I met my friend Chris a couple years ago when he was working at the Vancouver Police Museum and I was writing my first-ever post for Vancouver Is Awesome about it. Soon after, he told me about how he’d recently reconnected with is high-school love. And this weekend, he and Kyla are getting married.
I know, right?
We can’t go to the wedding, which is a very sad fact, but I’ll be there in slightly-more-than-spirit because I made a shawl for Kyla to wear when the evening chill sets in.
It’s a fairytale craft story, really.
You know how you have friends and family who don’t make the same kinds of stuff you make? And sometimes they don’t really get it when you make them something? Or they ask you if you could make them, like, a dozen hats for their office-mates for Christmas, and they have no concept of the work or time that goes into achieving such a feat?
Well, about a month ago I got an email from Kyla, telling me she realized she wanted a crocheted shawl for her wedding, and could I point her in the right direction. It was a couple weeks before Vancouver Mini Maker Faire, I had a slew of work deadlines, and my parents were going to be in town for a week and a half. But I had a feeling. So we had a conversation.
It was the perfect craft request. It was special. Kyla got it. She knew her shawl would be handmade. She knew it would take time and skill. She knew she would feel the shawl is special. AndÂ I love these two people. Even though I don’t really even know them very well, I love them.
So a couple days later she came by with her wedding dress and I was overcome. We each had an hour before we needed to be somewhere else, and so we went to the yarn store. And wouldn’t you know, the as-yet uninitiated yarn lover, after minimal deliberation, went right for the Madeline Tosh. (I will make a crocheter of Kyla before the year is out, mark my words.)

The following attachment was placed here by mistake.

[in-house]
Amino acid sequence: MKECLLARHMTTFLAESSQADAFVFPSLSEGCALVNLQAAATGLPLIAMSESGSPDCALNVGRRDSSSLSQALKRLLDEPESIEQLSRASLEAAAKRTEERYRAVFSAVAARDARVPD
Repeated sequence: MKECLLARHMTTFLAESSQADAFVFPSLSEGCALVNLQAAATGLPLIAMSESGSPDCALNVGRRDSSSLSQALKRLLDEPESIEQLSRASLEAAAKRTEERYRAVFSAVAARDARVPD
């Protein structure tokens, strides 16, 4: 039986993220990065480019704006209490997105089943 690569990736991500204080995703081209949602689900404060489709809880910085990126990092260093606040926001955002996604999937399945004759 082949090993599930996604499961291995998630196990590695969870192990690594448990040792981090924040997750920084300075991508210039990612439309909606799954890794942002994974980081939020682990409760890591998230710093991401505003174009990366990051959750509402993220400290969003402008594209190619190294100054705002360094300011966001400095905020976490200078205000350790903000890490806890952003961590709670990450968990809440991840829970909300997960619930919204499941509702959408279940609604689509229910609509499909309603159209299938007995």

I’d already made two Seraphina’s Shawls, so I knew I could finish one for Kyla in just four weeks, even with all the busy I had going on. With more time, I’d have ventured into more exciting (for me) pattern territory, but I didn’t have the time and this shawl is one of my favourite patterns, ever. And I’ve encountered a lot of shawl patterns in my work.[1. The other pattern equal to the simple elegance of Seraphina, in my opinion, is Doris Chan’s Sweet Lorraine, which can be a scarf or a shawl or a blanket, and in any case it’s brilliant.]
I doubled the yarn and started that very afternoon. Here are all the project details, on Ravelry.
I gave the shawl to Kyla and Chris on Tuesday, and begged for a photo of her in it from the wedding. If I can, I’ll post one here when I get it.
Here’s wishing Chris and Kyla a blissful wedding full of love and celebration, and a happily-ever-after life together.